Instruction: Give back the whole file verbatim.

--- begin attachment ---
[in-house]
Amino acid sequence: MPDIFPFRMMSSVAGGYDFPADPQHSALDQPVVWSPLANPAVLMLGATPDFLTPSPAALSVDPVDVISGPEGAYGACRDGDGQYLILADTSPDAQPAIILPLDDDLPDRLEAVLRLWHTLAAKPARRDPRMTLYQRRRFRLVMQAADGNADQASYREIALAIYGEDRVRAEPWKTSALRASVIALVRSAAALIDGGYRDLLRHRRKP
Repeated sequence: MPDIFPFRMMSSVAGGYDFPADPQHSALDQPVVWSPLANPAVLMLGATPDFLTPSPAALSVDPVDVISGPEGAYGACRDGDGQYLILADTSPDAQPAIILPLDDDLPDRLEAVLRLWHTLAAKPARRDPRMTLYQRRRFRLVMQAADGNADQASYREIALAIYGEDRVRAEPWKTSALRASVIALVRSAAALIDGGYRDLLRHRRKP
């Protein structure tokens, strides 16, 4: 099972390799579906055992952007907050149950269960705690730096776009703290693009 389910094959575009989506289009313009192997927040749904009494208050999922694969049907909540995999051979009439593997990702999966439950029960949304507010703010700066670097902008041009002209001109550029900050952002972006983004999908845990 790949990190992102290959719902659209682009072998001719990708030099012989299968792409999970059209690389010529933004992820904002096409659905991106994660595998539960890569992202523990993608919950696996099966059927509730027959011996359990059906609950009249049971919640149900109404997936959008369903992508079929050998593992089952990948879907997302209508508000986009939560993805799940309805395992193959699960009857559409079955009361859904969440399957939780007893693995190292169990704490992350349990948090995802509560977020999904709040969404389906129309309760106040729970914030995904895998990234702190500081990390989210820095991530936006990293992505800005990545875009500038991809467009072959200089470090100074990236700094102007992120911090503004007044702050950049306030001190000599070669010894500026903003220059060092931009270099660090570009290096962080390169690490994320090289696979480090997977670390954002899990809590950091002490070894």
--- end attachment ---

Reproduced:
[in-house]
Amino acid sequence: MPDIFPFRMMSSVAGGYDFPADPQHSALDQPVVWSPLANPAVLMLGATPDFLTPSPAALSVDPVDVISGPEGAYGACRDGDGQYLILADTSPDAQPAIILPLDDDLPDRLEAVLRLWHTLAAKPARRDPRMTLYQRRRFRLVMQAADGNADQASYREIALAIYGEDRVRAEPWKTSALRASVIALVRSAAALIDGGYRDLLRHRRKP
Repeated sequence: MPDIFPFRMMSSVAGGYDFPADPQHSALDQPVVWSPLANPAVLMLGATPDFLTPSPAALSVDPVDVISGPEGAYGACRDGDGQYLILADTSPDAQPAIILPLDDDLPDRLEAVLRLWHTLAAKPARRDPRMTLYQRRRFRLVMQAADGNADQASYREIALAIYGEDRVRAEPWKTSALRASVIALVRSAAALIDGGYRDLLRHRRKP
């Protein structure tokens, strides 16, 4: 099972390799579906055992952007907050149950269960705690730096776009703290693009 389910094959575009989506289009313009192997927040749904009494208050999922694969049907909540995999051979009439593997990702999966439950029960949304507010703010700066670097902008041009002209001109550029900050952002972006983004999908845990 790949990190992102290959719902659209682009072998001719990708030099012989299968792409999970059209690389010529933004992820904002096409659905991106994660595998539960890569992202523990993608919950696996099966059927509730027959011996359990059906609950009249049971919640149900109404997936959008369903992508079929050998593992089952990948879907997302209508508000986009939560993805799940309805395992193959699960009857559409079955009361859904969440399957939780007893693995190292169990704490992350349990948090995802509560977020999904709040969404389906129309309760106040729970914030995904895998990234702190500081990390989210820095991530936006990293992505800005990545875009500038991809467009072959200089470090100074990236700094102007992120911090503004007044702050950049306030001190000599070669010894500026903003220059060092931009270099660090570009290096962080390169690490994320090289696979480090997977670390954002899990809590950091002490070894």